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Parents' Perceptions of Their Child's Symptom Burden During and After Cancer Treatment
Uppsala University, Disciplinary Domain of Medicine and Pharmacy, Faculty of Medicine, Department of Women's and Children's Health, Pediatrics. (Barnonkologisk forskning/Pfeifer)
Uppsala University, Disciplinary Domain of Medicine and Pharmacy, Faculty of Medicine, Department of Public Health and Caring Sciences, Caring Sciences. Uppsala University, Disciplinary Domain of Medicine and Pharmacy, Faculty of Medicine, Department of Public Health and Caring Sciences, Psychosocial oncology and supportive care.
Uppsala University, Disciplinary Domain of Medicine and Pharmacy, Faculty of Medicine, Department of Public Health and Caring Sciences, Psychosocial oncology and supportive care.
Uppsala University, Disciplinary Domain of Medicine and Pharmacy, Faculty of Medicine, Department of Women's and Children's Health, Pediatrics. (Barnonkologisk forskning/Pfeifer)
2013 (English)In: Journal of Pain and Symptom Management, ISSN 0885-3924, E-ISSN 1873-6513, Vol. 46, no 3, 366-375 p.Article in journal (Refereed) Published
Abstract [en]

Context

Parents’ perceptions of their child’s symptom burden during and after cancer treatment.

Objectives

The aim is to describe parents’ perceptions of their child’s symptom burden during and after cancer treatment and to investigate whether parents’ perceptions vary with child characteristics and parent gender.

Methods

160 parents (49% fathers) of 89 children answered a modified version of the Memorial Assessment Symptom Scale (MSAS) 10-18 at six assessments from one week after the child’s diagnosis (T1) to 12-18 months after the end of successful treatment (T6).

Results

Feeling drowsy, pain, and lack of energy are initially the most prevalent symptoms, and less hair than usual the most prevalent symptom during treatment. Pain, feeling sad, and nausea are initially the most distressing symptoms. Pain is both prevalent and distressing throughout treatment. The child’s symptom burden decreases over time. There is no difference with regard to reported symptom burden between parents of a daughter or a son, or parents of a child over or under 7 years of age. Mothers’ and fathers’ assessments of the symptom number, total MSAS, and the subscales are associated, but mothers’ assessments are often higher than fathers’.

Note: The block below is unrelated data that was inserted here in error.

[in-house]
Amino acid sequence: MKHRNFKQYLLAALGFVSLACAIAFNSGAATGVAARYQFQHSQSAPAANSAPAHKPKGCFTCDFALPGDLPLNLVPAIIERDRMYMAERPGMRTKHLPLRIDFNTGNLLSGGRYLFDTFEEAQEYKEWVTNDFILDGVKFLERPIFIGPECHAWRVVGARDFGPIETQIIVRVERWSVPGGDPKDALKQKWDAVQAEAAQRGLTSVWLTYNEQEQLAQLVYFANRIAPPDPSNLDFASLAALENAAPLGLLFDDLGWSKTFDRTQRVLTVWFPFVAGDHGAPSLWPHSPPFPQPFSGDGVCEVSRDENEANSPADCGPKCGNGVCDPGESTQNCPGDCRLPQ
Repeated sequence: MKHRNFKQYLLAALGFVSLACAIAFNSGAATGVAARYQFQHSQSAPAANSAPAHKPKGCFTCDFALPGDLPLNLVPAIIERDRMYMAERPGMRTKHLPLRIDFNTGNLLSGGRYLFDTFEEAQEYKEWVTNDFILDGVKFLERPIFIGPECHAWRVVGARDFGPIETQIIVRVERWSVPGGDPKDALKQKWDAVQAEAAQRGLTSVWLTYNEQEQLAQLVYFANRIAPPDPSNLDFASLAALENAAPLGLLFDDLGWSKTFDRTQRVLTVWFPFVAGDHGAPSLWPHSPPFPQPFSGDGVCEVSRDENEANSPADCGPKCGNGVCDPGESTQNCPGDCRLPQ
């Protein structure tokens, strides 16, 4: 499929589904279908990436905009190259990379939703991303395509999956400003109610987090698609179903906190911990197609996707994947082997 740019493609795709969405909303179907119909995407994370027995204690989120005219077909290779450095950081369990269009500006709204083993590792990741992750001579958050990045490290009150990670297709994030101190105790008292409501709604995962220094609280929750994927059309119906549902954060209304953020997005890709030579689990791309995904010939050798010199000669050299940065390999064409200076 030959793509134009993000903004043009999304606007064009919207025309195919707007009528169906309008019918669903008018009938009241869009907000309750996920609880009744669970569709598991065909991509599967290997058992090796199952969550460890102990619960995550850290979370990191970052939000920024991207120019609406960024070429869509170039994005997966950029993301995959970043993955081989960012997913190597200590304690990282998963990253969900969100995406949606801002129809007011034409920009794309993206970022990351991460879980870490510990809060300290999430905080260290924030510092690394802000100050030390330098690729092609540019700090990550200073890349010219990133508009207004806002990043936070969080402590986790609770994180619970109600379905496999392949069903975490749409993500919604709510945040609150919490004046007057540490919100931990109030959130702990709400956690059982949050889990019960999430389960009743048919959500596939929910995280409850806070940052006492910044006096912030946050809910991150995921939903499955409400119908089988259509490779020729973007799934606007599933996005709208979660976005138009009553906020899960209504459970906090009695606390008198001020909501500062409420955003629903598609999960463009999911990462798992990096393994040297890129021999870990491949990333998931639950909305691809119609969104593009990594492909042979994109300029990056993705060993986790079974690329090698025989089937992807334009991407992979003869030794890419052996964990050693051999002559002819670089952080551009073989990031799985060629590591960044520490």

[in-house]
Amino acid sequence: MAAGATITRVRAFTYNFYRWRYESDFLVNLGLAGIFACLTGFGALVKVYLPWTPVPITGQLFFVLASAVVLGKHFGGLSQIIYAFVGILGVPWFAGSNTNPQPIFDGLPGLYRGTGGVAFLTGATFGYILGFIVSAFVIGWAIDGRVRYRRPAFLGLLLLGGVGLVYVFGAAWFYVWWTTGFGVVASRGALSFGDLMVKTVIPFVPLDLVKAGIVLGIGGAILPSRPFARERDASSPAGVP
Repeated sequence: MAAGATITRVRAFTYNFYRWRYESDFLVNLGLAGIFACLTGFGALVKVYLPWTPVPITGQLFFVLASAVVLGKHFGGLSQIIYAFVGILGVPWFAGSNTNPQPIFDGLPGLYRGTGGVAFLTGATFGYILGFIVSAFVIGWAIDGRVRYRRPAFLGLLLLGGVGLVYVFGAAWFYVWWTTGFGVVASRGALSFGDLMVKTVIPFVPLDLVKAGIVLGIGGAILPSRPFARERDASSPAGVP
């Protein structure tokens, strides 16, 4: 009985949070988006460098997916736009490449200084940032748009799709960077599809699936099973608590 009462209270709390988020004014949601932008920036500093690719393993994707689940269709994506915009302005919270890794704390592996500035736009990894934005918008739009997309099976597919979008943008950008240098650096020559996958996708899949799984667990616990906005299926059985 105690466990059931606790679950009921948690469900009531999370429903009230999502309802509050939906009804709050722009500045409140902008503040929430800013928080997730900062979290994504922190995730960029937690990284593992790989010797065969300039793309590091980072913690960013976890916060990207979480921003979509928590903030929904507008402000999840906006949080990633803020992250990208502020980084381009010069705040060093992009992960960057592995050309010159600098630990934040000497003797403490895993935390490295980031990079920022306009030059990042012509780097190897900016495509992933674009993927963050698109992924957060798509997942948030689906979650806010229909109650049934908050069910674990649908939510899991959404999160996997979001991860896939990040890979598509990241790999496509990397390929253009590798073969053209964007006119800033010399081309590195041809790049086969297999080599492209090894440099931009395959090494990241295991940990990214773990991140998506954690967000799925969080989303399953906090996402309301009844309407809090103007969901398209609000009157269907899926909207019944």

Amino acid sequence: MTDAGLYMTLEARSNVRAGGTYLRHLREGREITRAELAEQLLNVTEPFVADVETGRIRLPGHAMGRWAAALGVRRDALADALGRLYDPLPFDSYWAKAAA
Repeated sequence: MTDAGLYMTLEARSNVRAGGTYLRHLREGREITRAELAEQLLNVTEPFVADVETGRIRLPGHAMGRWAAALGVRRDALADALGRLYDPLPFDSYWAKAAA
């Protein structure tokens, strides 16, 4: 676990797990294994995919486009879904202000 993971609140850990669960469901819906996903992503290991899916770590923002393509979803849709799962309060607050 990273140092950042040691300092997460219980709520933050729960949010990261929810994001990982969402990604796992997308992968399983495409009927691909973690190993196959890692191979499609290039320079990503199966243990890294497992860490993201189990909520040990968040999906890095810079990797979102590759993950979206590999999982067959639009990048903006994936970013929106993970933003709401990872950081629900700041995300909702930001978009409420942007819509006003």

Conclusion

The prevalence and distress of symptoms and symptom burden decrease over time. However, even though the cancer is cured, feeling sad is reported as being prevalent and psychological distress is an issue. A dialogue between staff and the family about distressing symptoms and when they can be expected may increase acceptance and adaptation in children and parents during the disease trajectory.

Place, publisher, year, edition, pages
2013. Vol. 46, no 3, 366-375 p.
National Category
Pediatrics
Identifiers
URN: urn:nbn:se:uu:diva-172337DOI: 10.1016/j.jpainsymman.2012.09.012ISI: 000324026700006PubMedID: 23498966OAI: oai:DiVA.org:uu-172337DiVA: diva2:514642
Available from: 2012-04-10 Created: 2012-04-04 Last updated: 2017-12-07Bibliographically approved